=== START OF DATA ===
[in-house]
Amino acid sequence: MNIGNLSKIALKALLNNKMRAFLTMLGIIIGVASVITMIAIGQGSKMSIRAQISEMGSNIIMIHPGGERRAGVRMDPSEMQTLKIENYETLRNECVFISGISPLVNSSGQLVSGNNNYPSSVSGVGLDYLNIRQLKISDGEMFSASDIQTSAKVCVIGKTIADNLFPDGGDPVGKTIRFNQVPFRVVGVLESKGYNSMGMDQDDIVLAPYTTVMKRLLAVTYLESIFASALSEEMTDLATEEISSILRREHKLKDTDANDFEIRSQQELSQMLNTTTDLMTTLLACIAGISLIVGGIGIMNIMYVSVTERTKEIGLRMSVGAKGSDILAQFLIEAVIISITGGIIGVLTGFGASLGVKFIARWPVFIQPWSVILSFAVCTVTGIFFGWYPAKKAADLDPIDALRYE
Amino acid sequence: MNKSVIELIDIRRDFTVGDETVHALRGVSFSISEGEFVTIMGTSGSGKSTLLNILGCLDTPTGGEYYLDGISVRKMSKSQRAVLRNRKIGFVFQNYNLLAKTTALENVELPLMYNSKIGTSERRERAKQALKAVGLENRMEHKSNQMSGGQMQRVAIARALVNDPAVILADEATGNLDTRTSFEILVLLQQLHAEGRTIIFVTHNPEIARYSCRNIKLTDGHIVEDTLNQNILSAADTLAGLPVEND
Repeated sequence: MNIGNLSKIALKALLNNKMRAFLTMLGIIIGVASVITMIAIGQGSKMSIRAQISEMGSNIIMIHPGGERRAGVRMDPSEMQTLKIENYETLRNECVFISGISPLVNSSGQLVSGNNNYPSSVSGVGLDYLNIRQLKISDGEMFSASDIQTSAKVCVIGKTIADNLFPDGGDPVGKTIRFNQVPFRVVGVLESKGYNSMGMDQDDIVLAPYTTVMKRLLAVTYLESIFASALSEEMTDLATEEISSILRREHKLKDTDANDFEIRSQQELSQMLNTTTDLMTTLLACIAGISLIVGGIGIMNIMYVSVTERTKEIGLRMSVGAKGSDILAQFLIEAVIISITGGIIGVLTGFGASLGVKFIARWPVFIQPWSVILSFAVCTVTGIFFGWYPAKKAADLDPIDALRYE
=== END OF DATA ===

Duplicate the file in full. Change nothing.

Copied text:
[in-house]
Amino acid sequence: MNIGNLSKIALKALLNNKMRAFLTMLGIIIGVASVITMIAIGQGSKMSIRAQISEMGSNIIMIHPGGERRAGVRMDPSEMQTLKIENYETLRNECVFISGISPLVNSSGQLVSGNNNYPSSVSGVGLDYLNIRQLKISDGEMFSASDIQTSAKVCVIGKTIADNLFPDGGDPVGKTIRFNQVPFRVVGVLESKGYNSMGMDQDDIVLAPYTTVMKRLLAVTYLESIFASALSEEMTDLATEEISSILRREHKLKDTDANDFEIRSQQELSQMLNTTTDLMTTLLACIAGISLIVGGIGIMNIMYVSVTERTKEIGLRMSVGAKGSDILAQFLIEAVIISITGGIIGVLTGFGASLGVKFIARWPVFIQPWSVILSFAVCTVTGIFFGWYPAKKAADLDPIDALRYE
Amino acid sequence: MNKSVIELIDIRRDFTVGDETVHALRGVSFSISEGEFVTIMGTSGSGKSTLLNILGCLDTPTGGEYYLDGISVRKMSKSQRAVLRNRKIGFVFQNYNLLAKTTALENVELPLMYNSKIGTSERRERAKQALKAVGLENRMEHKSNQMSGGQMQRVAIARALVNDPAVILADEATGNLDTRTSFEILVLLQQLHAEGRTIIFVTHNPEIARYSCRNIKLTDGHIVEDTLNQNILSAADTLAGLPVEND
Repeated sequence: MNIGNLSKIALKALLNNKMRAFLTMLGIIIGVASVITMIAIGQGSKMSIRAQISEMGSNIIMIHPGGERRAGVRMDPSEMQTLKIENYETLRNECVFISGISPLVNSSGQLVSGNNNYPSSVSGVGLDYLNIRQLKISDGEMFSASDIQTSAKVCVIGKTIADNLFPDGGDPVGKTIRFNQVPFRVVGVLESKGYNSMGMDQDDIVLAPYTTVMKRLLAVTYLESIFASALSEEMTDLATEEISSILRREHKLKDTDANDFEIRSQQELSQMLNTTTDLMTTLLACIAGISLIVGGIGIMNIMYVSVTERTKEIGLRMSVGAKGSDILAQFLIEAVIISITGGIIGVLTGFGASLGVKFIARWPVFIQPWSVILSFAVCTVTGIFFGWYPAKKAADLDPIDALRYE